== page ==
The hospital doesn’t always cure what ails you. Approximately 2 million people a year get hospital related infections and about 195,000 patients die each year from hospital error, according to Daily Finance.
The snafus range from minor mishaps such as misplaced x-rays to possibly fatal errors such as dispensing the wrong drug. The Institute of Medicine reports that one person at every hospital becomes more ill because they’ve been incorrectly medicated and endorse wider use of electronic prescribing.
There are ways to protect yourself before choosing medical care. Be diligent when selecting a doctor by utilizing valuable websites such as Vitals.com to find out their approval rating.
Here are five suggestions given by Daily Finance on how to minimize risk.
Secret No. 1: Avoid the most dangerous month to be in the hospital: July
Why? Newly-minted interns start work that month. A study of 200 major teaching hospitals in the United States found that during July, a large number of experienced employees leave, and less experienced ones arrive. That migration is “associated with roughly 1,500 to 2,750 accelerated deaths per year,” according to the National Bureau of Economic Research.
However, this potential connection between new staff and poor outcomes is not without its detractors. Another study by researchers at the Iowa City VA Hospital in Iowa City, Iowa found no evidence that patients in the intensive care units of 28 hospitals fared any worse due to “the July phenomenon.”
While the experts may not be able to agree, why tempt the fates? Just postpone any surgeries until August or, even better, September.
Secret No. 2: Checking a hospital’s rating can save your life
What causes more deaths than diabetes, pneumonia, Alzheimer’s disease or kidney disease? Preventable, in-hospital medical errors.
It is estimated that these types of screw-ups kill an estimated 195,000 people each year. That’s the equivalent of 394 fully-loaded jumbo jets crashing and killing everyone on board.
The majority of medical-error deaths stem from an improper diagnosis or failure to treat a problem in a timely manner. Less common, but just as serious, are errors that include avoidable post-operative respiratory failure and pulmonary embolisms.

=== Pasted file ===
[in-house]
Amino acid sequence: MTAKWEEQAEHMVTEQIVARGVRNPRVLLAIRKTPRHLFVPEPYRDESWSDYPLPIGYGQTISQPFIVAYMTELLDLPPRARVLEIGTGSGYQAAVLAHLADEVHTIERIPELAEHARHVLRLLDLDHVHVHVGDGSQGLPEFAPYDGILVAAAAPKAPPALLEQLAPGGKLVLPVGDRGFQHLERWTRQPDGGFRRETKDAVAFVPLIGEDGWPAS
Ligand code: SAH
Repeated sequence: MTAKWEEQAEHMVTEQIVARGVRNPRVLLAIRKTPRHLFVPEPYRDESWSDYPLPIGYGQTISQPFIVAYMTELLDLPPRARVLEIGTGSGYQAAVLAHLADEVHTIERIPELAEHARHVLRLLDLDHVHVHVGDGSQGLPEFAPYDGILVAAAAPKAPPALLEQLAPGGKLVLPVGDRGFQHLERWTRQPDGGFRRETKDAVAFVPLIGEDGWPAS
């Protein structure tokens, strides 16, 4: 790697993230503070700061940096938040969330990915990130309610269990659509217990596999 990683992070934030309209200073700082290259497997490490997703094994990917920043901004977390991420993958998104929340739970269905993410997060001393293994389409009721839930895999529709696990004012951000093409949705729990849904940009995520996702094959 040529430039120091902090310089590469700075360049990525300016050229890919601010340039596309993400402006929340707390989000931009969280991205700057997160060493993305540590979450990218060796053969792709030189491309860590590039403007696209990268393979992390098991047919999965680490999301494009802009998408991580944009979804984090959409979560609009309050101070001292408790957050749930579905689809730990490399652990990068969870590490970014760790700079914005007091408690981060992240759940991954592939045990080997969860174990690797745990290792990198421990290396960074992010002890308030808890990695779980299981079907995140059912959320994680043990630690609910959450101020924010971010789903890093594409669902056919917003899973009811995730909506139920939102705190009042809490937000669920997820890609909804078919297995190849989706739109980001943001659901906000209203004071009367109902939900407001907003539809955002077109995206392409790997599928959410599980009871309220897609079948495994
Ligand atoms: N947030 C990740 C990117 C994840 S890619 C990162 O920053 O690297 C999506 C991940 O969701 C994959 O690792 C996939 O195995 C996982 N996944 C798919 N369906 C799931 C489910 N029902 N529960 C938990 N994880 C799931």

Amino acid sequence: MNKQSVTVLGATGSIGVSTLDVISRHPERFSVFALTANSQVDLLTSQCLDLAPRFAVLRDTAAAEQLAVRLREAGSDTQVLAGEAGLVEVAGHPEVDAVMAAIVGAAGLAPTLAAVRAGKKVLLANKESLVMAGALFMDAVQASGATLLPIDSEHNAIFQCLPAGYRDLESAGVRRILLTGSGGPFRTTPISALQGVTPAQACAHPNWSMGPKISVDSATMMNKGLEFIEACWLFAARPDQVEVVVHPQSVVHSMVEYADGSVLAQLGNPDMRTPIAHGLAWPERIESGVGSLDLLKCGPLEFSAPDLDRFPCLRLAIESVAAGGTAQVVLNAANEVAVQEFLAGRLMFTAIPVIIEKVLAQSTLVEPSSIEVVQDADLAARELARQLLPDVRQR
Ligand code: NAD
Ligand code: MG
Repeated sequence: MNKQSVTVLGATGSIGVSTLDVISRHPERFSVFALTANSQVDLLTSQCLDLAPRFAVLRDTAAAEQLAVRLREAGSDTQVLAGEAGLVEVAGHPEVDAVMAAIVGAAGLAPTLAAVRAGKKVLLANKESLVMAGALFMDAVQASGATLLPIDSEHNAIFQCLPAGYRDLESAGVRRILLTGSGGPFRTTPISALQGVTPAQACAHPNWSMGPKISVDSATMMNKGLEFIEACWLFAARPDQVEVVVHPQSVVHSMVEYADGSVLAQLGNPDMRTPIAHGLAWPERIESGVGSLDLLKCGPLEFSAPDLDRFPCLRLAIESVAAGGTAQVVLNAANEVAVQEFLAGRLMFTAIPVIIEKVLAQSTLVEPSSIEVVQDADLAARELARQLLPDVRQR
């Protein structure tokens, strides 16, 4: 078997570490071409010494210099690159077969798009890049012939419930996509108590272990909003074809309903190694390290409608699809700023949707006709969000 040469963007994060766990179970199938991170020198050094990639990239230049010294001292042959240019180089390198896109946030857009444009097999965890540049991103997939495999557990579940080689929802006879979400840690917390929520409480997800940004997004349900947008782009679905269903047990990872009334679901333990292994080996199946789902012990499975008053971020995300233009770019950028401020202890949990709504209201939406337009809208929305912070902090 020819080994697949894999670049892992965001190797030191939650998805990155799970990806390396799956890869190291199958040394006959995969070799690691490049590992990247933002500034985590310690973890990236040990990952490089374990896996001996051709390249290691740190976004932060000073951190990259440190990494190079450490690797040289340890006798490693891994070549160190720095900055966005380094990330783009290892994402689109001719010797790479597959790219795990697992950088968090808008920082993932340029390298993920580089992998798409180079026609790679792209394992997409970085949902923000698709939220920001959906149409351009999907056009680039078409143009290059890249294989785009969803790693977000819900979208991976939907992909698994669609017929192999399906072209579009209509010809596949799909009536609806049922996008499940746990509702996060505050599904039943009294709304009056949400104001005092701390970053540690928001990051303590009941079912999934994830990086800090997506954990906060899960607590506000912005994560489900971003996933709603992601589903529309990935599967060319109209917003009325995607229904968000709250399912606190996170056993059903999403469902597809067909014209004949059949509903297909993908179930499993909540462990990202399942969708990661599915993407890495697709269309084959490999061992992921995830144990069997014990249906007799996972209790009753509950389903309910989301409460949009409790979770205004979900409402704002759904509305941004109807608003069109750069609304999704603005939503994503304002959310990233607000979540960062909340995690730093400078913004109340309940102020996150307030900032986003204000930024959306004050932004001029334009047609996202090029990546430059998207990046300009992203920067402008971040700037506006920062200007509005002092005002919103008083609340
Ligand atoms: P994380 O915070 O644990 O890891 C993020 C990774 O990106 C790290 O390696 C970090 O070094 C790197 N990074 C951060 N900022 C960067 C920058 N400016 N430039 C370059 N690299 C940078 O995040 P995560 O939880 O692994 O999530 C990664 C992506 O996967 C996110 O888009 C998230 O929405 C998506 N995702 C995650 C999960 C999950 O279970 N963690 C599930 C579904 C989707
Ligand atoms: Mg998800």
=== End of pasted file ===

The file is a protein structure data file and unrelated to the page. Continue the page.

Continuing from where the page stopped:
How can you protect yourself? Consider obtaining a ratings report for your hospital from the U.S. Department of Health & Human Services or the annual ranking of America’s Best Hospitals by U.S. News & World Report.
We are discussing your life here. Doing a little due diligence can go a long way toward saving it.
Secret No. 3: During the most critical part of your surgery, you may be receiving less competent care
Before setting foot in the operating room, you most likely will conduct a background check on your surgeon. But what about your anesthesiologist?
While serious complications from anesthesia are rare, they can occur, and the consequences can be deadly. Patients who require general anesthesia and who have pre-existing medical conditions are at an even greater risk.
According to Dr. Bruce Fagel, a medical malpractice lawyer who is also a physician, most surgical patients know little or nothing about their anesthesiologists. Even worse, most hospitals outsource their anesthesiology services to a group that may just randomly assign an anesthesiologist to a patient, he says. According to Vitals.com, Fagel received his medical degree and the University of Illinois and completed a residency at the Advocate Lutheran General Hospital.
All patients undergoing surgery should insist on interviewing anesthesiologists prior to surgery. Here are some questions the American Society of Anesthesiologists suggests you ask:
• What are your qualifications? Specifically, are you a medical doctor trained in the field of anesthesiology?
• How many procedures like this have you done?
• Who else might be involved with my anesthesia care?
• Do you monitor my heart and breathing?
• Is an anesthesiologist on call to respond to the recovery room?
Secret No. 4: You don’t have to pay for the hospital’s mistakes
Minor infections, like urinary tract infections from catheters, happen all of the time in hospitals. Often, however, these infections are preventable. If that’s the case, then you don’t have to pay for cost of treating them.
Medicare has drawn a line in the sand. Starting in October 2008, it stopped paying for designated hospital errors. State medical groups, insurers and state agencies have jumped on the bandwagon, too. Now hundreds of hospitals have agreed to absorb the cost of their mistakes.
If you are the victim of a hospital error and are asked to pay for treating the ensuing problems, just say “no.” There is a good chance the hospital has no right to bill you. Even if it is not prohibited from doing so, it is unlikely to pursue you for payment.
Secret No. 5: Your medical records are not as confidential as you think
If you think that gall bladder surgery is something that’s going to stay between you, your doctor and the nurses, think again. The information you share at the hospital doesn’t always stay in the hospital.
Celebrities have learned this the hard way. Hospital records of Britney Spears, Maria Shriver and Farrah Fawcett were reportedly provided to the tabloids by hospital employees. Believe it or not, you and I face similar risks. When put in the wrong hands, medical records can prove to be highly valuable. Earlier this year, an employee of the prestigious Cedars-Sinai Medical Center in Los Angeles was arrested and charged with stealing more than one thousand patient records, and then using the patients’ identities to steal from insurers.
Even if your information doesn’t get used to make a quick buck, it still gets around. If you are concerned about the privacy of your hospital records, you are entitled to request an accounting of all disclosures. Review the hospital’s Notice of Privacy and follow the procedures.